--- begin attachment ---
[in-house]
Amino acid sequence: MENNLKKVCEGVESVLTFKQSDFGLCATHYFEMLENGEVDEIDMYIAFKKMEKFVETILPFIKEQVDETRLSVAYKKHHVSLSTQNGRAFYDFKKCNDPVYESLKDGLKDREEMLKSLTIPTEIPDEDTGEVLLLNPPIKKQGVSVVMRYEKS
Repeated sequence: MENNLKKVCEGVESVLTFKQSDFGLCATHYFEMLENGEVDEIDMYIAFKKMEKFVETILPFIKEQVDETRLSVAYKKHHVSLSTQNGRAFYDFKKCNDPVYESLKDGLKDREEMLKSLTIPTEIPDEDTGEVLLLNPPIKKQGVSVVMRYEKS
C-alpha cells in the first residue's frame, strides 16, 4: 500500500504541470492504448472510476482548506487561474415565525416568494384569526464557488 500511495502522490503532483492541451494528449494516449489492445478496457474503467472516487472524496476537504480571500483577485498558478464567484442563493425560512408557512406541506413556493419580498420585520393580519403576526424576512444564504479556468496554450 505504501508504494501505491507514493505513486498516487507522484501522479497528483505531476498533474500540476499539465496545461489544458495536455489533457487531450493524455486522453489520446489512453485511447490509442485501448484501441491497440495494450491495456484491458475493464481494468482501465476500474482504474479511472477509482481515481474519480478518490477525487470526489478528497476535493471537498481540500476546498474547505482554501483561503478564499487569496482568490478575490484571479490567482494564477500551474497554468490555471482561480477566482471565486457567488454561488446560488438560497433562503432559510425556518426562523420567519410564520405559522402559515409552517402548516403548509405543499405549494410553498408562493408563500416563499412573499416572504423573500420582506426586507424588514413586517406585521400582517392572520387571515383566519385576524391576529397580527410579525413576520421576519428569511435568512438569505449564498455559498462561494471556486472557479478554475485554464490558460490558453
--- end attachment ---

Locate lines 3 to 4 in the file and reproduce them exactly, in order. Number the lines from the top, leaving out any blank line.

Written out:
Repeated sequence: MENNLKKVCEGVESVLTFKQSDFGLCATHYFEMLENGEVDEIDMYIAFKKMEKFVETILPFIKEQVDETRLSVAYKKHHVSLSTQNGRAFYDFKKCNDPVYESLKDGLKDREEMLKSLTIPTEIPDEDTGEVLLLNPPIKKQGVSVVMRYEKS
C-alpha cells in the first residue's frame, strides 16, 4: 500500500504541470492504448472510476482548506487561474415565525416568494384569526464557488 500511495502522490503532483492541451494528449494516449489492445478496457474503467472516487472524496476537504480571500483577485498558478464567484442563493425560512408557512406541506413556493419580498420585520393580519403576526424576512444564504479556468496554450 505504501508504494501505491507514493505513486498516487507522484501522479497528483505531476498533474500540476499539465496545461489544458495536455489533457487531450493524455486522453489520446489512453485511447490509442485501448484501441491497440495494450491495456484491458475493464481494468482501465476500474482504474479511472477509482481515481474519480478518490477525487470526489478528497476535493471537498481540500476546498474547505482554501483561503478564499487569496482568490478575490484571479490567482494564477500551474497554468490555471482561480477566482471565486457567488454561488446560488438560497433562503432559510425556518426562523420567519410564520405559522402559515409552517402548516403548509405543499405549494410553498408562493408563500416563499412573499416572504423573500420582506426586507424588514413586517406585521400582517392572520387571515383566519385576524391576529397580527410579525413576520421576519428569511435568512438569505449564498455559498462561494471556486472557479478554475485554464490558460490558453